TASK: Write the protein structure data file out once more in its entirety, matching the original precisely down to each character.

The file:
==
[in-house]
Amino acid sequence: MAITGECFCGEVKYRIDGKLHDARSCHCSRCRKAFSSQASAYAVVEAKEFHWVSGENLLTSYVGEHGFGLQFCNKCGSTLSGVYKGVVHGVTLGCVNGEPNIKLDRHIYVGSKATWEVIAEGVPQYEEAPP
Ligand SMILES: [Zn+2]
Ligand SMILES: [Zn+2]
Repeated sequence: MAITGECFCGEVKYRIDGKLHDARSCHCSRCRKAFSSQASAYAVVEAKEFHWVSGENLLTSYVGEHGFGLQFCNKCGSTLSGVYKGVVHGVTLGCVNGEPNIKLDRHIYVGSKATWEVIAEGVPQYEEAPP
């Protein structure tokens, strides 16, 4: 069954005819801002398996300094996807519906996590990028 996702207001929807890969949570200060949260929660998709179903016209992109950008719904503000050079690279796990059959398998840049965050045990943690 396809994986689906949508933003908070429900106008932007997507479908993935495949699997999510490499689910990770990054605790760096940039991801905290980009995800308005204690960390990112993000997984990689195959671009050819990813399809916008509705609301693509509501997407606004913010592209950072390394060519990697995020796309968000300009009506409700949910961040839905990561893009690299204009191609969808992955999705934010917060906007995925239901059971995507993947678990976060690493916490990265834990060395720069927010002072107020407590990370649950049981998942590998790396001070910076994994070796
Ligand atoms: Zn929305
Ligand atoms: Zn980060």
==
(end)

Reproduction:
[in-house]
Amino acid sequence: MAITGECFCGEVKYRIDGKLHDARSCHCSRCRKAFSSQASAYAVVEAKEFHWVSGENLLTSYVGEHGFGLQFCNKCGSTLSGVYKGVVHGVTLGCVNGEPNIKLDRHIYVGSKATWEVIAEGVPQYEEAPP
Ligand SMILES: [Zn+2]
Ligand SMILES: [Zn+2]
Repeated sequence: MAITGECFCGEVKYRIDGKLHDARSCHCSRCRKAFSSQASAYAVVEAKEFHWVSGENLLTSYVGEHGFGLQFCNKCGSTLSGVYKGVVHGVTLGCVNGEPNIKLDRHIYVGSKATWEVIAEGVPQYEEAPP
């Protein structure tokens, strides 16, 4: 069954005819801002398996300094996807519906996590990028 996702207001929807890969949570200060949260929660998709179903016209992109950008719904503000050079690279796990059959398998840049965050045990943690 396809994986689906949508933003908070429900106008932007997507479908993935495949699997999510490499689910990770990054605790760096940039991801905290980009995800308005204690960390990112993000997984990689195959671009050819990813399809916008509705609301693509509501997407606004913010592209950072390394060519990697995020796309968000300009009506409700949910961040839905990561893009690299204009191609969808992955999705934010917060906007995925239901059971995507993947678990976060690493916490990265834990060395720069927010002072107020407590990370649950049981998942590998790396001070910076994994070796
Ligand atoms: Zn929305
Ligand atoms: Zn980060």